Gaming companies had launched primitive and clumsy portable consoles in the past, but it was the arrival of the Nintendo Game Boy that launched mobile gaming into the modern era.
Reliable, simple, and bundled with Tetris, the Game Boy was launched in 1989, but it was undoubtedly one of the hottest games of the ’90s.
The Game Boy received mixed reviews from critics and was initially deemed as technologically inferior to its fourth-generation competitors (Sega’s Game Gear, Atari’s Lynx, and NEC’s TurboExpress).
Its lack of a backlight, graphics, bulky design and price were criticised, but it also received praise for its battery life, its low price, the library of games and durability in its construction.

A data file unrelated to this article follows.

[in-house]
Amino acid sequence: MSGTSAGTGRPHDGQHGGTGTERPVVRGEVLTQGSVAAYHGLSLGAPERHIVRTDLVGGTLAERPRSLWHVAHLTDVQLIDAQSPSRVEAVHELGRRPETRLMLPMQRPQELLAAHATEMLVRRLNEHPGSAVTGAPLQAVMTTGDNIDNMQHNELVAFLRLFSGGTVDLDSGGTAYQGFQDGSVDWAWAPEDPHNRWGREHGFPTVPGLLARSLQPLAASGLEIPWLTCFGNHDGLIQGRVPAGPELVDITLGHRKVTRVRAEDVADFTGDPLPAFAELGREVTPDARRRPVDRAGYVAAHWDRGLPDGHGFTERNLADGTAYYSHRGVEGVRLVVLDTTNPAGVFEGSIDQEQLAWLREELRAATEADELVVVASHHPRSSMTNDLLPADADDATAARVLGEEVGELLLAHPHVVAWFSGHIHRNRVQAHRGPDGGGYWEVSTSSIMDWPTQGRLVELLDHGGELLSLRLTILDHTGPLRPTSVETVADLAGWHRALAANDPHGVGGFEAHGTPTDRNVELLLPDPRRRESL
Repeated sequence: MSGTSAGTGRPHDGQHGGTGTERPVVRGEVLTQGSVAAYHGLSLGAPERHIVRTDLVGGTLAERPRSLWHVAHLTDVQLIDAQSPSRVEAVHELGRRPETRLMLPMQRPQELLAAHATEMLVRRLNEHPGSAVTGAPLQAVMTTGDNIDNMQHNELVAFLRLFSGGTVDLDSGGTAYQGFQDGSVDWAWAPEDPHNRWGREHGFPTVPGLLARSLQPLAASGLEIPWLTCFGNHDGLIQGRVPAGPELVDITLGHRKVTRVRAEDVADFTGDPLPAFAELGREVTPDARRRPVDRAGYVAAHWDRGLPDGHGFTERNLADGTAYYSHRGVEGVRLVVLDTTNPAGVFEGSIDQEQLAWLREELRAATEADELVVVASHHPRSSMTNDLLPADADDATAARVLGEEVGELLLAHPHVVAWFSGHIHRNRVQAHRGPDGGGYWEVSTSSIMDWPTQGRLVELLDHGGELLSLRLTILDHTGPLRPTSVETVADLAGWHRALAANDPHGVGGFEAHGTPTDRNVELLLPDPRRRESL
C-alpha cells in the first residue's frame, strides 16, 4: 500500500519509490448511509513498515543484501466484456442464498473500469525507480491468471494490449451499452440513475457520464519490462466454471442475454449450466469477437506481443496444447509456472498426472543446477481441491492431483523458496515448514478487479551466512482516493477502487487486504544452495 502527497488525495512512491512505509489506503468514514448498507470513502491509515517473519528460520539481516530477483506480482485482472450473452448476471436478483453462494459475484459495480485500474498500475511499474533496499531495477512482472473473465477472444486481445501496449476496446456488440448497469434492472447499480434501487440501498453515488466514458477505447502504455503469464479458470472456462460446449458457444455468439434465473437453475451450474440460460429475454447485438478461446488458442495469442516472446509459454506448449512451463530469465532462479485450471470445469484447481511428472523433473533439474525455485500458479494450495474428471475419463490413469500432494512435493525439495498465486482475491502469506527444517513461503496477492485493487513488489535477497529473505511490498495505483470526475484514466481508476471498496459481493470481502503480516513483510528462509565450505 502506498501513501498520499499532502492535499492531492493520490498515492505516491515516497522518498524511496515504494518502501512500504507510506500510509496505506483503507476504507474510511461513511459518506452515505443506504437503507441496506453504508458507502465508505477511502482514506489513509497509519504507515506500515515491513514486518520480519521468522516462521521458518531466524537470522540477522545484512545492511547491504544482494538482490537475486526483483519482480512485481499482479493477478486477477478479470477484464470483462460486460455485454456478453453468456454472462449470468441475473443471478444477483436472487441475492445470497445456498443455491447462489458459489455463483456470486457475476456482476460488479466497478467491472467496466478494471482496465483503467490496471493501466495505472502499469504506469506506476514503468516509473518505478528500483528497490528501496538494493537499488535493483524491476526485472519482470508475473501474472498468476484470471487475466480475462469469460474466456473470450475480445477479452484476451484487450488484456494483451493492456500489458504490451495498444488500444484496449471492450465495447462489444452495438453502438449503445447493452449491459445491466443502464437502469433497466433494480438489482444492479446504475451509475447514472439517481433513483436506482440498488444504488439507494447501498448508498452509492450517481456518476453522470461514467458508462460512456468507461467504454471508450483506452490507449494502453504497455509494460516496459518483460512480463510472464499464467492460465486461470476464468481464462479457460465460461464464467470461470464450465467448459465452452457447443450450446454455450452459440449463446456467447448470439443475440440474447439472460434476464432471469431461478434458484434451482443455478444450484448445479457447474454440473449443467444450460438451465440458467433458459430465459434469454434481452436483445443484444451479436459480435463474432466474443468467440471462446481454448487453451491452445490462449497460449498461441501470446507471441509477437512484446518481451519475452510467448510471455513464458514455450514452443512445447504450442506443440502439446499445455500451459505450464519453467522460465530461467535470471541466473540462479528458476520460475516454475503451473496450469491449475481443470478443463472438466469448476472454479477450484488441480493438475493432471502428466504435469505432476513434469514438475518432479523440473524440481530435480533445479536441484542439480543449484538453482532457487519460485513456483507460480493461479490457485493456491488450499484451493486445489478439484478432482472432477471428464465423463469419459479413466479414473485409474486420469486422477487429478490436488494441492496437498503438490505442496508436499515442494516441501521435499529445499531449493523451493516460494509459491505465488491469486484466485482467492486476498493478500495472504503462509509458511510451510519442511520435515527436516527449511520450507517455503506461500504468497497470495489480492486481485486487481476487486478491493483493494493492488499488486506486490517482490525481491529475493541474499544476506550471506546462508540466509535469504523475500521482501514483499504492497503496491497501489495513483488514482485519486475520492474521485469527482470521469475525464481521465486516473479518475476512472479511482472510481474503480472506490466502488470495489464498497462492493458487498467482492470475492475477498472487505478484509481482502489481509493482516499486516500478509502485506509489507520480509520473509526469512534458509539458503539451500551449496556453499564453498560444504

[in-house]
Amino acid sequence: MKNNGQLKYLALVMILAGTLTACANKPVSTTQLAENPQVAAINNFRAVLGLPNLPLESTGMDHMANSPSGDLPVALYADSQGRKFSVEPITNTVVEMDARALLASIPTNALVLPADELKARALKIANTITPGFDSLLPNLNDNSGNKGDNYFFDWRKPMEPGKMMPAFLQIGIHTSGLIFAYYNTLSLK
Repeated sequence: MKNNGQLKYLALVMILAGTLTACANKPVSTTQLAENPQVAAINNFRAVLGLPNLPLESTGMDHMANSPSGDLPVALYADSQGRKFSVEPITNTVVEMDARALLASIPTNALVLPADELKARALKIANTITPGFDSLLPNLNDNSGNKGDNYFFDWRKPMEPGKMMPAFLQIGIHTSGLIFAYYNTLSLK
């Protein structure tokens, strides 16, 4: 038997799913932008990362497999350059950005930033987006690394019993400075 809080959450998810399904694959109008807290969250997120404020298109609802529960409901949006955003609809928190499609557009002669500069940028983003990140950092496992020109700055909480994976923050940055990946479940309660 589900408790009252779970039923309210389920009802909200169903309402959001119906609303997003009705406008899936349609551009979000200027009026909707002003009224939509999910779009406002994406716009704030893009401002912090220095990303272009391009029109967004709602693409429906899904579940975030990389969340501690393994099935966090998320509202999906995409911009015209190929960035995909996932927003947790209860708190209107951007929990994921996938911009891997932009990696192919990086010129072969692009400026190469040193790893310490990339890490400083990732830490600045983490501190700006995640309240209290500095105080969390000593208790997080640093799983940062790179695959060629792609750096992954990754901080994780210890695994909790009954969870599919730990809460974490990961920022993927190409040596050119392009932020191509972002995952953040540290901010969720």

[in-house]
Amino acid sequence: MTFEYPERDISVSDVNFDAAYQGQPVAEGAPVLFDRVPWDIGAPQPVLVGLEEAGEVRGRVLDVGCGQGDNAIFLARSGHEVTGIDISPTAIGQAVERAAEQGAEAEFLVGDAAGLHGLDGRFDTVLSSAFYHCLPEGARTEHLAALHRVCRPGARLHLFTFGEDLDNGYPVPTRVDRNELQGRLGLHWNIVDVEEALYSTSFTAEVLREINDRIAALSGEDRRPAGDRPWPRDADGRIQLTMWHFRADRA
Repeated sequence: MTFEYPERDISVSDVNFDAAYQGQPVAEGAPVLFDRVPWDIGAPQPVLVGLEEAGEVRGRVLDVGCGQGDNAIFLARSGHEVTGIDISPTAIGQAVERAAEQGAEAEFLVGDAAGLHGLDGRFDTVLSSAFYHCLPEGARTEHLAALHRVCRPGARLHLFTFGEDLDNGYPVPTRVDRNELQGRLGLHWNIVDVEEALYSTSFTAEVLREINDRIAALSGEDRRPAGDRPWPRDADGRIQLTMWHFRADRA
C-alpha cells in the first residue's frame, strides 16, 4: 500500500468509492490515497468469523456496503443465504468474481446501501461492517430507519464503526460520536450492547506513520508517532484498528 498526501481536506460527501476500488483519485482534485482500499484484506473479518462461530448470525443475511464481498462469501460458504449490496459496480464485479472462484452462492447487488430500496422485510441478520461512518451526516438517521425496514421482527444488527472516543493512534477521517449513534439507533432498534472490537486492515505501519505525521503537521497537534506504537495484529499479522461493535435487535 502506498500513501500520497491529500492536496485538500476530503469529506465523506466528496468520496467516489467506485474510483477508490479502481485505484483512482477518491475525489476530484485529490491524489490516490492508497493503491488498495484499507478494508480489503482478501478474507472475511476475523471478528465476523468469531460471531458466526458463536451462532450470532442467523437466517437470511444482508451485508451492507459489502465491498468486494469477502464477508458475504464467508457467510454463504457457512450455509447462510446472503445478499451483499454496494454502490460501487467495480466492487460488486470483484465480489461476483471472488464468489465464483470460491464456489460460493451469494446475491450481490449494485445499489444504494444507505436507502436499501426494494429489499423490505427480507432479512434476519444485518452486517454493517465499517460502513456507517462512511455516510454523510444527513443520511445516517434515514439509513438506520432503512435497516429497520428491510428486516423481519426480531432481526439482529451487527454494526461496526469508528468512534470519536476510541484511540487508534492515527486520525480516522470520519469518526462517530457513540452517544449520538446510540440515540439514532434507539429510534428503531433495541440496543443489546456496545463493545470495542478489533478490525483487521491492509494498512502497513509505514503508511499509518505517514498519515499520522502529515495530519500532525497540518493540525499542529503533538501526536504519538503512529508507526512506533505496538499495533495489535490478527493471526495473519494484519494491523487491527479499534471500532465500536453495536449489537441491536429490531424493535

It quickly outsold the competition, selling one million units in the United States within a few weeks.
It is one of the most recognisable devices from the 1990s and became a cultural icon in the years following its release.
An estimated 118.69 million units of the Game Boy and its successor, the Game Boy Color, have been sold worldwide, making it the third best-selling video game console of all time.
Production of the Game Boy continued until 2003, well after the release of its second successor, the Game Boy Advance, in 2001.
In 2009, the Game Boy was inducted into the National Toy Hall of Fame, 20 years after its introduction.